Far from mitigating violent crime, cultural beliefs leading to violence should, if anything, be an aggravating factor supporting a harsher sentence, the Ontario Court of Appeal ruled yesterday in striking down the inadequate sentence of a lower court.
The ruling in R. v. H.E. involves an Iranian immigrant convicted of raping his wife repeatedly and beating her along with his children. The assaults were routine, occurring three or four times a month, and the wife never thought to contact police because, according to her, such domestic abuse was common in Iran.
Indeed, the victim seemed shocked when it became clear to her that her husband could go to prison. Despite terrible abuse suffered over years, neither she nor her children wanted the man jailed.
The Crown sought a prison term of four years, but Justice William Gorewich of the Ontario Court of Justice handed down a much lighter sentence — 18 months plus probation — reasoning that there was no risk to reoffend and there were “no injuries” requiring medical attention.
Gorewich also took it upon himself to weigh cultural considerations despite the fact that none were offered as a defence: “In my considerations, I ask how much weight [should] the cultural impact of moving from Iran to Canada be given. [The accused’s wife] testified in Iran if she complained about any abuse she would be ignored. It is a different culture, it is a different society. As far as I’m able to ascertain from the evidence those cultural differences moved with them from Iran to Canada. It is only a factor in my deliberations, and not a sentencing principle.”
On appeal, Associate Chief Justice Alexandra Hoy, on behalf of a unanimous court, took great exception with the notion that one’s cultural background could excuse violent criminal behaviour. “Cultural differences do not excuse or mitigate criminal conduct. To hold otherwise undermines the equality of all individuals before and under the law, a crucial Charter value,” the decision states.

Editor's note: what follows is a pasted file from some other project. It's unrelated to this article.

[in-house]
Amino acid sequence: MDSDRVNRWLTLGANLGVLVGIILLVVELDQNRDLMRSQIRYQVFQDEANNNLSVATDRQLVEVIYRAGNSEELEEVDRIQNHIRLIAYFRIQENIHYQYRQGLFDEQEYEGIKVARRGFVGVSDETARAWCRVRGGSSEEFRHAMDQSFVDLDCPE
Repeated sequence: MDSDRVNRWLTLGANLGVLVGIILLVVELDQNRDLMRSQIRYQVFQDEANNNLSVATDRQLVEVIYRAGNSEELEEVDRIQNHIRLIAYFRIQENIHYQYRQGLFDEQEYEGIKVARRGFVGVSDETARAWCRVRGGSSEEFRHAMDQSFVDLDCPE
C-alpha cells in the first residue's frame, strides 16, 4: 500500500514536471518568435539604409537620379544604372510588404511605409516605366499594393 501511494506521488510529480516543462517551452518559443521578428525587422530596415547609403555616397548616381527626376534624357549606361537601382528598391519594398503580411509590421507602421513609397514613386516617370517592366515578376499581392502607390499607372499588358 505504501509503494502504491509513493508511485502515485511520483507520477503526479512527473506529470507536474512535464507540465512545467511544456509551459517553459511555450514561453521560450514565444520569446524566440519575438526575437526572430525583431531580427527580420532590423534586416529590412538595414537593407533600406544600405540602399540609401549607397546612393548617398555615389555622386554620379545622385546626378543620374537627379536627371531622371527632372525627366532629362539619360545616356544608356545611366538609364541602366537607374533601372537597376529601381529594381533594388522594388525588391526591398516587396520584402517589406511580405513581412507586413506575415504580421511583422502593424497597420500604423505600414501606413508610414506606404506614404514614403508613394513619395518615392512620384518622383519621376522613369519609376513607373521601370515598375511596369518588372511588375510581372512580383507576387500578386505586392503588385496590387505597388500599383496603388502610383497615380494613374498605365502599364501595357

“All women in Canada are entitled to the same level of protection from abusers. The need to strongly denounce domestic violence is in no way diminished when that conduct is the product of cultural beliefs that render women acceptable targets of male violence. If anything, cultural beliefs may be an aggravating factor enhancing the need for specific deterrence in cases where the sentencing judge is satisfied that the offender continues to maintain those views at the time of sentencing.”
Hoy’s decision also cited errors with the lower court’s explanation that “no injuries” were suffered because medical attention was never sought. “The sentencing judge commented that medical attention was not sought. This does not mean there were no physical injuries.”
Finally, the appeal court found errors with the lower court’s assumption the accused posed no risk to reoffend. Much to the contrary, it found, the convicted man expressed no remorse for his actions and may continue to hold beliefs that his criminal behaviour was acceptable. “Given the lack of remorse, what then was the evidence that there was no risk to reoffend? . . . The respondent, in his late forties, was found guilty of routinely raping his wife over many years, and of physically attacking his own children. These offences were not isolated incidents. By nearly all accounts, the respondent had difficulty controlling his anger. This engaged an inference that the respondent was a risk to re-offend.”
The appeal court decision imposed a sentence of four years with no parole. Counsel for both the Crown and the respondent declined to comment on the decision.